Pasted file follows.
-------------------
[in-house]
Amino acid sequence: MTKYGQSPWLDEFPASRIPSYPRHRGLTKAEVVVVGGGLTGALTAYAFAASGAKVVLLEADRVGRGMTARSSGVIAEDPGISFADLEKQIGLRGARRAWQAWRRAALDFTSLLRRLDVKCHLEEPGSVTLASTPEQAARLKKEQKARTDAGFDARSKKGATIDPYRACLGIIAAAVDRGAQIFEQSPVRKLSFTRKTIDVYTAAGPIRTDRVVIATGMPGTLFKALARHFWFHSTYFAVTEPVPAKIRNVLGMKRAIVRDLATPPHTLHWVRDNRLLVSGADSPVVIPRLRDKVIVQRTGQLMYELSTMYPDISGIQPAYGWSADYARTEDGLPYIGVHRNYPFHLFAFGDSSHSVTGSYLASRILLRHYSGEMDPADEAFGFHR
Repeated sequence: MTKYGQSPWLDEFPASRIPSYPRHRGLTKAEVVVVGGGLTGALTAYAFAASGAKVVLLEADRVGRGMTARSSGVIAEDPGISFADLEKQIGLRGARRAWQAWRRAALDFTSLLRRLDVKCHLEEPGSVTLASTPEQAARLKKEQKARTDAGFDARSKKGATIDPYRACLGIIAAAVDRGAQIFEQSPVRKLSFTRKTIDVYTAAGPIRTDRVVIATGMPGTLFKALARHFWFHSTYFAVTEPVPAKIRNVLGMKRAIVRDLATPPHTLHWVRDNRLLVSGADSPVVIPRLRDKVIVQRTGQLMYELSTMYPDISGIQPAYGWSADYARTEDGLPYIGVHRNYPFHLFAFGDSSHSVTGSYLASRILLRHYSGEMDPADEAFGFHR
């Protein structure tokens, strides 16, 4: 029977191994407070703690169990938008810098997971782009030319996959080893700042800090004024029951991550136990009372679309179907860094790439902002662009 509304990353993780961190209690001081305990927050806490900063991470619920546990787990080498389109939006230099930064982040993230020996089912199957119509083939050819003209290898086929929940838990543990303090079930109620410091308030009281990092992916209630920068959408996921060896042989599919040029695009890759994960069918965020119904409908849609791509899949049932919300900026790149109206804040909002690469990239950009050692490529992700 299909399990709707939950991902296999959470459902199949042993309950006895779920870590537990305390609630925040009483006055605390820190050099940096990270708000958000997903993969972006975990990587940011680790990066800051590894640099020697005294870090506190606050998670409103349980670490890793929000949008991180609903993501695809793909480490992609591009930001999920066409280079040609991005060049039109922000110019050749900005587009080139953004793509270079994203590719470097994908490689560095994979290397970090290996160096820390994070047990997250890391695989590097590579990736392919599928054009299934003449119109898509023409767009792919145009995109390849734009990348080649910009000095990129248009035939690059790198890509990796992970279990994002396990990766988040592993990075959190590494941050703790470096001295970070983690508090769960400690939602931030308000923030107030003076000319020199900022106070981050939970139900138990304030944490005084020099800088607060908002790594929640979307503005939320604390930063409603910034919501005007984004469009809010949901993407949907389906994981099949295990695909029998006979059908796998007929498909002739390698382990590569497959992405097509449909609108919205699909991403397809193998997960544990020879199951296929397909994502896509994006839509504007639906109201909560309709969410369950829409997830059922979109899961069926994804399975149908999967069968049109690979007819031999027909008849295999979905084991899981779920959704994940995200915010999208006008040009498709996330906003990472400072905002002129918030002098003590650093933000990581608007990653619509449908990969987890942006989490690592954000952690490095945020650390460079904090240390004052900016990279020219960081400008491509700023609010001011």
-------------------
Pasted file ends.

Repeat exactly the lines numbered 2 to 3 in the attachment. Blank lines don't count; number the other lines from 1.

Amino acid sequence: MTKYGQSPWLDEFPASRIPSYPRHRGLTKAEVVVVGGGLTGALTAYAFAASGAKVVLLEADRVGRGMTARSSGVIAEDPGISFADLEKQIGLRGARRAWQAWRRAALDFTSLLRRLDVKCHLEEPGSVTLASTPEQAARLKKEQKARTDAGFDARSKKGATIDPYRACLGIIAAAVDRGAQIFEQSPVRKLSFTRKTIDVYTAAGPIRTDRVVIATGMPGTLFKALARHFWFHSTYFAVTEPVPAKIRNVLGMKRAIVRDLATPPHTLHWVRDNRLLVSGADSPVVIPRLRDKVIVQRTGQLMYELSTMYPDISGIQPAYGWSADYARTEDGLPYIGVHRNYPFHLFAFGDSSHSVTGSYLASRILLRHYSGEMDPADEAFGFHR
Repeated sequence: MTKYGQSPWLDEFPASRIPSYPRHRGLTKAEVVVVGGGLTGALTAYAFAASGAKVVLLEADRVGRGMTARSSGVIAEDPGISFADLEKQIGLRGARRAWQAWRRAALDFTSLLRRLDVKCHLEEPGSVTLASTPEQAARLKKEQKARTDAGFDARSKKGATIDPYRACLGIIAAAVDRGAQIFEQSPVRKLSFTRKTIDVYTAAGPIRTDRVVIATGMPGTLFKALARHFWFHSTYFAVTEPVPAKIRNVLGMKRAIVRDLATPPHTLHWVRDNRLLVSGADSPVVIPRLRDKVIVQRTGQLMYELSTMYPDISGIQPAYGWSADYARTEDGLPYIGVHRNYPFHLFAFGDSSHSVTGSYLASRILLRHYSGEMDPADEAFGFHR